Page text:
The rather pleasant intro to “The Cow People” is an obvious setup for something more sinister, so don’t be surprised when it transitions into an offbeat tune more akin to a carnival waltz. The song is at once dementedly quirky, not unlike something you might hear from Faith No More or Mr. Bungle, and then uncompromisingly heavy, as if Sabbath showed up for the jam. Speaking of the former, Holmberg’s vocals bear a striking resemblance to the commanding, operatic croon of Mike Patton. And those vocals take center stage on “It’s Fun to Be a Kid”, a powerful alt-rock ballad that’ll have you wallowing in nostalgia with these lyrics…”time blows over every inch of skin, slowly carving mountains, until we are dust again.”

But, Bloodnstuff save some of their best…err…stuff for the second half of the album, beginning with “One Day Roses”, which is both overwhelmingly heavy and powerfully melodic. Like previous songs, this one is propelled by Holmberg’s authoritative vocals, only here they’re met with equal force by an infectious, bouncing rhythm. It’s difficult to pick a favorite, but if you’re looking for a quick sample, I can assure you that this one won’t disappoint. “Build a Monster”, which is an entirely different beast, opens with a militaristic beat from Gouert that’s joined by an eerie combination of high end fretwork and low end strumming from Holmberg. The song eventually becomes so spastic and complex, it’s like listening to The Black Keys cover Between the Buried and Me.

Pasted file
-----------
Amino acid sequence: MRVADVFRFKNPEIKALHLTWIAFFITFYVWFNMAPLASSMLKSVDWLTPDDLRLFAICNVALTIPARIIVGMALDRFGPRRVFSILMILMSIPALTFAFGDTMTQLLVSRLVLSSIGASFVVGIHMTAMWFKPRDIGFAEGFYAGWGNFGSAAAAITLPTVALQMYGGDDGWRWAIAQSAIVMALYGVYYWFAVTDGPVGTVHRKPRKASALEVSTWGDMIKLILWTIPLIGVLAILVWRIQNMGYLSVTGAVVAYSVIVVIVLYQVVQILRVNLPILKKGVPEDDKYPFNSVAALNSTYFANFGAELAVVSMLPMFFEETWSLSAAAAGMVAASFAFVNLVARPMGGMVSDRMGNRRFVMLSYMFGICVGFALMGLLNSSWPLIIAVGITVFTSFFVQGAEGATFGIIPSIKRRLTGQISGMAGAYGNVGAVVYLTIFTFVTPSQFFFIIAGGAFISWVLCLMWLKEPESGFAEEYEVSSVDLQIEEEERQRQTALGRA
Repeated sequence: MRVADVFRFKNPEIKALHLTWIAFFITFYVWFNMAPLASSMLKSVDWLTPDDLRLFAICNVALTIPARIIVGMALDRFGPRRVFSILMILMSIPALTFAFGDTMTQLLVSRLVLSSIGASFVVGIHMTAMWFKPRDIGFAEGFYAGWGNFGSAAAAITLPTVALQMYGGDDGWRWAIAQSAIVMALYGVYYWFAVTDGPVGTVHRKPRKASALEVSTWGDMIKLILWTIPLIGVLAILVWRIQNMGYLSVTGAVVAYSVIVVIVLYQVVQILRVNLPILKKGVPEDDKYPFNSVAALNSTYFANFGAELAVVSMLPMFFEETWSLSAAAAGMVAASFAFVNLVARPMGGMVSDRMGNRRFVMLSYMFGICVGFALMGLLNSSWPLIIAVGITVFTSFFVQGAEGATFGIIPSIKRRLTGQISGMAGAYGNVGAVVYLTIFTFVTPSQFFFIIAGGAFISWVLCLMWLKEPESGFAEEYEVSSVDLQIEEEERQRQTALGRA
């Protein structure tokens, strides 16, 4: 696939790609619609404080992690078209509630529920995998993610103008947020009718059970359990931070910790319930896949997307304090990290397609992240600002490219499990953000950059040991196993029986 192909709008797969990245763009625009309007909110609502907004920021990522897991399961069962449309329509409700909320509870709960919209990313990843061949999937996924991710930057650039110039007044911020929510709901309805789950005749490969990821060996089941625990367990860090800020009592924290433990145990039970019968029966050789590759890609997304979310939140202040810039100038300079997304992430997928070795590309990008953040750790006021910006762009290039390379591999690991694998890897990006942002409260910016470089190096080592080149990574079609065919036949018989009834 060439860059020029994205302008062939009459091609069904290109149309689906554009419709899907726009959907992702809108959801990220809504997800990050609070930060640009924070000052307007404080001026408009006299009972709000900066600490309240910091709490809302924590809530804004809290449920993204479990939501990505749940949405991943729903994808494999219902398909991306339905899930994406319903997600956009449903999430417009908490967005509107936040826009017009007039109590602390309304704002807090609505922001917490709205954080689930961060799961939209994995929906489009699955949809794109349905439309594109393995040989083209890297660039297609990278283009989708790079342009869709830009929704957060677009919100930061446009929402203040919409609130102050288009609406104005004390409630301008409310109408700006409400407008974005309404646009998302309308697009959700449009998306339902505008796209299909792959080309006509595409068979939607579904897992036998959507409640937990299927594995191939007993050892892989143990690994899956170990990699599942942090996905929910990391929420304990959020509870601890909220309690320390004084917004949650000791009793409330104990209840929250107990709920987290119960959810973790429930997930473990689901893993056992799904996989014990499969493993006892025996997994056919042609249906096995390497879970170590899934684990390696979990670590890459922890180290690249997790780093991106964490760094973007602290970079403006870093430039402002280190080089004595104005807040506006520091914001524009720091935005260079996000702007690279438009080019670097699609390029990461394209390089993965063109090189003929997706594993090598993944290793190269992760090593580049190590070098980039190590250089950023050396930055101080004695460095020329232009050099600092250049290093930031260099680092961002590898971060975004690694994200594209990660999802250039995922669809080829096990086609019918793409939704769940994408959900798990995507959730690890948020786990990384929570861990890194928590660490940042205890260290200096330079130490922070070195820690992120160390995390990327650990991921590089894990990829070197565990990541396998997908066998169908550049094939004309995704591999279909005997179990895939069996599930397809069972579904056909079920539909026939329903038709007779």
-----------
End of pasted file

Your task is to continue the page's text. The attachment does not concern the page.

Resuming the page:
Then, in stark contrast to the intricacy of that song, the band restrains themselves for the better part of “Diet Cola” which begins life as a mid-tempo dirge and then grows into a full-on, open ended jam session. Pay attention during the last thirty seconds when you can truly hear Holmberg’s “dual-band” instrument shift from guitar into bass mode. Similarly, “Oh You Petty Failures” opens subtly and then builds in intensity with some truly fleet fingered fretwork and percussion from Gouert that’s as propulsive as it is pummeling. The combination of adept musicianship and soaring vocals on this one (see video below) is definitively modern “prog-rock” and if you aren’t moved when Holmberg wails “there will be blood on our hands, see through the weak and simple minded,” then you’re in the wrong place.

Bloodnstuff’s finale is “Titans,” a song which is built around a pounding tribal beat from Gouert and a jangly rhythm from Holmberg. Vocals are delivered calmly and seem to ascend and hover just above the din of the music until the song collapses into a pile of feedback and discord, leaving you with nothing but your ringing ears and that dumb look on your face as you try to understand what you’ve just experienced. The answer is yes…those songs were played by only two dudes, and no…there were no loops, recordings or other such studio magic involved. That’s what a little innovation and perseverance sounds like my friends. I think you can see why Bloodnstuff’s debut is generating that buzz I mentioned earlier. So take my advice and check it out…you don't want to be the asshole that misses out on this one.